Comparing your scores with those from others is a good thing, it gives you context and makes you aware that as a company, you're not an island. You're definitely not alone and comparing data will help you to be more competitive and to get inspired.   

When using the Net Promoter Score as a metric, it's important to keep in mind not to compare apples with pears. Your Net Promoter Score is not just a score. There's a lot of different factors that will define how you should interpret your results.  

1. The Industry you're operating in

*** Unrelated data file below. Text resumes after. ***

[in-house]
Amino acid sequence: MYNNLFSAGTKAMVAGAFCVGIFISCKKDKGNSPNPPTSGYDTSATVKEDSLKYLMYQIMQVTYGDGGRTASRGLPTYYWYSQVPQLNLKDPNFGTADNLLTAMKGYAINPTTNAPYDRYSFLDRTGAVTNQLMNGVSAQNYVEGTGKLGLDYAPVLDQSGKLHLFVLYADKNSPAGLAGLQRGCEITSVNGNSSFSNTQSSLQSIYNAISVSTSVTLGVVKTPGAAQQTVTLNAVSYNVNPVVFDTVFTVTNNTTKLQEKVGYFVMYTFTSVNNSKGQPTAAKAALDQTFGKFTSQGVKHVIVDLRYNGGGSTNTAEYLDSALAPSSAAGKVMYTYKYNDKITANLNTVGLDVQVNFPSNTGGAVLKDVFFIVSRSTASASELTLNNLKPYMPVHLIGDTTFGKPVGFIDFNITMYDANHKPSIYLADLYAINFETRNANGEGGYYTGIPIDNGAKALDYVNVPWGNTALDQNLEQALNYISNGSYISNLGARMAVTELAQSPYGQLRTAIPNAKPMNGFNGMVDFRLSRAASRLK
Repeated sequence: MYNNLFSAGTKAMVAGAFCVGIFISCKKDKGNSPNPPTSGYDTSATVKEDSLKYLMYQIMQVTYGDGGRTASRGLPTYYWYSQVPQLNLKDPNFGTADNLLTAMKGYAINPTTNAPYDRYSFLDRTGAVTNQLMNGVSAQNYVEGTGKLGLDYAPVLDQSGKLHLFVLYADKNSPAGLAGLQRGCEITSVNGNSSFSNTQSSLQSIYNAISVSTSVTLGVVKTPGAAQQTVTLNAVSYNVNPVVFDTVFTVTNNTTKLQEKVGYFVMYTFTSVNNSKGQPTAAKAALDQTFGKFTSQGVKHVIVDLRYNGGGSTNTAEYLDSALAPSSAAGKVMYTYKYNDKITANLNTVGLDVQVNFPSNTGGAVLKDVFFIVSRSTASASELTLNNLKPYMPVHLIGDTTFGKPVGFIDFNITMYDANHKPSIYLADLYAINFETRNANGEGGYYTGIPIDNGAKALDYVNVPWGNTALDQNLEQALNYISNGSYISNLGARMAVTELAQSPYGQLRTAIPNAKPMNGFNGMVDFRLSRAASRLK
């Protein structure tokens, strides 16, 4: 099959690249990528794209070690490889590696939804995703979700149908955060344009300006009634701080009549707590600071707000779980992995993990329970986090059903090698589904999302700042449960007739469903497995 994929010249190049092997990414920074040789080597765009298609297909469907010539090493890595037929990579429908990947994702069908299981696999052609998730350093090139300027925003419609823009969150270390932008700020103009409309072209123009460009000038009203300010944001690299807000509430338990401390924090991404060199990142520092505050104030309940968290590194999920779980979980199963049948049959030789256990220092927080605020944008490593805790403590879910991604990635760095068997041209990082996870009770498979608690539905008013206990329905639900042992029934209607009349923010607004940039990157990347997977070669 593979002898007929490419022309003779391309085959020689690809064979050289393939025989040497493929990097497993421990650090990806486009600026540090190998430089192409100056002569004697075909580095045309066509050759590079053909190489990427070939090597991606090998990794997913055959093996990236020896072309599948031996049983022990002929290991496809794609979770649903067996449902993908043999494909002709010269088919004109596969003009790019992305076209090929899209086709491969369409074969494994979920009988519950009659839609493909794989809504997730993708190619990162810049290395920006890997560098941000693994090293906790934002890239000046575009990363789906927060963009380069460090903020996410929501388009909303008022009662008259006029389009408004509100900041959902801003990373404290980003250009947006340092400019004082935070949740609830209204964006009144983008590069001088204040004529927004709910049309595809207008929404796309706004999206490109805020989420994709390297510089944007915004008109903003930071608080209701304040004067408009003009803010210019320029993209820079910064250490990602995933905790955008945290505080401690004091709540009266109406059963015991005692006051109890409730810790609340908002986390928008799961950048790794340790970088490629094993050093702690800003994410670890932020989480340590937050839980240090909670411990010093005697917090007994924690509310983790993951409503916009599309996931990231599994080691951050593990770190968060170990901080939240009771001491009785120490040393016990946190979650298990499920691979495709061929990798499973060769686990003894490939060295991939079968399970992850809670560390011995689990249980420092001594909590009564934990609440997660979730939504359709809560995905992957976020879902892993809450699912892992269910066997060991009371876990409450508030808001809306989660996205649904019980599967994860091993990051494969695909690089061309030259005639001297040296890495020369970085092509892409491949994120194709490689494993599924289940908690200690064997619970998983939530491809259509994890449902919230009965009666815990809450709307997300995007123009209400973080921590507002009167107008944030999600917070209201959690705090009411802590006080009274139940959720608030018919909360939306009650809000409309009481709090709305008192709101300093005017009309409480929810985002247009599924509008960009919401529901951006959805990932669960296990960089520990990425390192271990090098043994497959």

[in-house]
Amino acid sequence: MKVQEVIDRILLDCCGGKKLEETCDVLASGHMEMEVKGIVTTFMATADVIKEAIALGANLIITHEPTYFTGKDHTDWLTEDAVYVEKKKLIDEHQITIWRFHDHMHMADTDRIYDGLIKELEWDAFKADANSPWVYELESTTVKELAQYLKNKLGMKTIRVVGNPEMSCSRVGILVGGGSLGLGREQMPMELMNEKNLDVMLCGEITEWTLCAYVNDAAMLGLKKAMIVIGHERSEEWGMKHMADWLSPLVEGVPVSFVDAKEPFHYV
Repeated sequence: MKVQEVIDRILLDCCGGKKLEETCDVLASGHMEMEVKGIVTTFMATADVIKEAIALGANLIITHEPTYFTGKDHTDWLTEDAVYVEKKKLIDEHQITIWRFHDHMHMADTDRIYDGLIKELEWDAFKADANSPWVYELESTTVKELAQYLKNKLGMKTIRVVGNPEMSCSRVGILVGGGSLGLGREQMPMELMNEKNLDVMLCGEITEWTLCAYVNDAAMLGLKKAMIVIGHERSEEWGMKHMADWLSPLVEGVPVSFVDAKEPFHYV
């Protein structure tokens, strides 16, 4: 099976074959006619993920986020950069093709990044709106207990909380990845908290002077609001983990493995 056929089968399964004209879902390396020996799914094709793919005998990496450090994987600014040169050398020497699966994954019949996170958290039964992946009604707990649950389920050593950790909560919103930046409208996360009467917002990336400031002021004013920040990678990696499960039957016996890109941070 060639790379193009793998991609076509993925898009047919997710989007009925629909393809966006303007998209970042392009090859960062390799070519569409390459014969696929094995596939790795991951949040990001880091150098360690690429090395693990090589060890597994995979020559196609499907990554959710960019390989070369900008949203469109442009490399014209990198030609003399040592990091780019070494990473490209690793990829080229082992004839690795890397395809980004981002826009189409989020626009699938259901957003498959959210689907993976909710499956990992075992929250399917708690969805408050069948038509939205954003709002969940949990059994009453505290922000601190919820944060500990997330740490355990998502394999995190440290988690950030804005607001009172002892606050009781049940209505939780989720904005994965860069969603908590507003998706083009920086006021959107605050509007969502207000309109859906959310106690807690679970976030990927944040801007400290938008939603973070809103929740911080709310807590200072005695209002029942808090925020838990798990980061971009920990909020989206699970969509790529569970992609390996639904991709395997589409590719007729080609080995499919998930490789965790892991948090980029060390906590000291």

First and foremost, every industry is different. Lots of companies would like to compare themselves with companies that are doing really well: Apple, Coolblue, Zappos, … But they forget that they're in a totally different sector.   

When comparing scores, it's important to understand what industry you're working in. Some industries have a more negative image than others. Services for example will always have a lower NPS score whereas Apple, who's really focusing on a total experience, will have a higher score. But, it's not because you're in an industry that may gave a negative image, that you cannot have great scores!   

The difference in industries proves that it's almost impossible for regular retailers, let's say a clothing store, to compare themselves with a company that provides services (electricity, television or internet). It'll just give you a wrong picture.